Dr. Rachel Greenberg
Dr. Rachel Greenberg is a Clinical Psychologist committed to a new form a healing, that integrates the spiritual. She meets her clients where their beliefs are to ensure that the soul and spirit are cared for as much as the body and mind. Dr. Greenberg’s work is heavily focused on healing trauma, creating congruent authenticity and an embodied human experience. Dr. Greenberg uses a variety of integrated healing modalities from both Eastern and Western traditions like Attachment Theory and Science, Intersectional Feminist Theory, Internal Family Systems, Buddhist Psychology, Nonviolent Communication, Mindfulness and Depth Psychology.
In our interview Dr. Greenberg defines trauma for the audience and the many forms it can take and addition the severity. She encourages the listeners to create awareness around their own lived experiences to discern if they have an encountered a traumatic event, but maybe have not realized it as such. Trauma can be a spectrum, Dr. Greenberg talks about trauma that is more insidious, less obvious but just as impactful as big “T” trauma like veterans of war. This insidious trauma can present as: “emotional invalidation, being overly criticized, caretaking that was unstable, distant or chaotic, or [an environment]that required you to abandon your sense of self. Then there is all these complexities that happen at a societal level, like cultural trauma, historical trauma that we have inherited, and there is intergenerational trauma, and relational trauma. Many of these overlap and dance together, ultimately its this experience that some part of the system on some level (or all, or multiple) is unsafe or threatened in some way and that confronts it with its own mortality.”
Dr. Greenberg continues to say, “that the practice of cultivating awareness is the first step and being a gentle loving observer of your past, and that in and of itself is spiritual.” The awareness leads to clarity, clarity leads to empowered choices, and choosing differently from our past experiences and allow us to live into “authentic congruence” which she defines as “identifying our own reality, our own core essence, we let it emanate, we let it exude from every part of our lives in every area of our lives.” Living from that place, creates a beautiful byproduct of being an empowered individual in a society that does not encourage or celebrate that. She goes onto to say that if we live from that place, we can create radical self-obligation.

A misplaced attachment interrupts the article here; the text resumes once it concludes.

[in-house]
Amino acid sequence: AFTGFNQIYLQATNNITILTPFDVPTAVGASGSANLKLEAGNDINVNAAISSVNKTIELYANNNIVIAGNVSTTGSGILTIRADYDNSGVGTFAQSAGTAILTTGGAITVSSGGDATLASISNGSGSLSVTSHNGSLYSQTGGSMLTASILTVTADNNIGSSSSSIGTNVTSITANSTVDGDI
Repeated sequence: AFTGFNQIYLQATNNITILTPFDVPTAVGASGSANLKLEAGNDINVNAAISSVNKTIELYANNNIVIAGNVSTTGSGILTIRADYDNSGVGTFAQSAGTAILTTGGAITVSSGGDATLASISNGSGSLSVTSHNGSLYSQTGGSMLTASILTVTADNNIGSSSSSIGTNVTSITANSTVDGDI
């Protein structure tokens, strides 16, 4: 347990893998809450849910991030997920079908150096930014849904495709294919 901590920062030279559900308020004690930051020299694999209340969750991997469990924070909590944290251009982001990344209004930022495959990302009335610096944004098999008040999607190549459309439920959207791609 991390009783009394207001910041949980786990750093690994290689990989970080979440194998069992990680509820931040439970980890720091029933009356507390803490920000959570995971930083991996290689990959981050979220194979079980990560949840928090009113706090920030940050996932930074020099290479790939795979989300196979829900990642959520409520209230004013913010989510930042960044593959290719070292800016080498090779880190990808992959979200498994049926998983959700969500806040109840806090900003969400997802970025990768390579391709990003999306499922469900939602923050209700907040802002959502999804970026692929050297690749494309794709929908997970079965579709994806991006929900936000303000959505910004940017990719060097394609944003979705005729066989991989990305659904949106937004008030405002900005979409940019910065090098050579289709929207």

Dr. Greenberg doesn’t shy away from the fact that addressing old wounds and trauma can be messy, difficult, and even challenging at times. There is also the shadow and parts work one might tackle in their healing. Our shadow being the parts of ourselves we do not want to look at, like the part of us that binge eats, or drinks in excess, or sabotages relationships. Then there are the parts of ourselves that are wounded and exiled. The parts we reject about us or the parts we think are not worthy of love. (Dr. Greenberg defines parts work in the interview, also know as Internal Family Systems). But what Dr. Greenberg wants you know, amid the weight of the healing process is that if you listen to yourself, invite honest compassion in, honor your your journey and your inner resilience you will find resolution, integration, and be able to live in an empowered state of being.
Healing and spirituality go hand and hand–our awakening is inextricably tied to awareness that allows the light of compassion to look at past wounding and trauma and seek the healing we need in order to fully integrate and become a full expression of who we are